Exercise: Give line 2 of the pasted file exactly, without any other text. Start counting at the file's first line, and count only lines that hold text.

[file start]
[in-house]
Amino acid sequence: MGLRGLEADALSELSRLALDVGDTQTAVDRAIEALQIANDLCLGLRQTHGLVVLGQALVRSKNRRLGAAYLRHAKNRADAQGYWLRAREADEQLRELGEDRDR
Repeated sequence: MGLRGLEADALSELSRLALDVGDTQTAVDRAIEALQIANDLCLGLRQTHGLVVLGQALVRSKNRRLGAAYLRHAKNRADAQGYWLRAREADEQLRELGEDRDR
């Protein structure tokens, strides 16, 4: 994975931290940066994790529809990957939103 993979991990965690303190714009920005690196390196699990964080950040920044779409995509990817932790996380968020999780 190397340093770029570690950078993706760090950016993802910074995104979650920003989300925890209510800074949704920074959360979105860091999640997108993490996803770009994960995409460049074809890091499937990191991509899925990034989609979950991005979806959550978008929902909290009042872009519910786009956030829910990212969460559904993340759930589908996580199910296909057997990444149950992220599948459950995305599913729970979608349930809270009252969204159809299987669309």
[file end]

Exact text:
Amino acid sequence: MGLRGLEADALSELSRLALDVGDTQTAVDRAIEALQIANDLCLGLRQTHGLVVLGQALVRSKNRRLGAAYLRHAKNRADAQGYWLRAREADEQLRELGEDRDR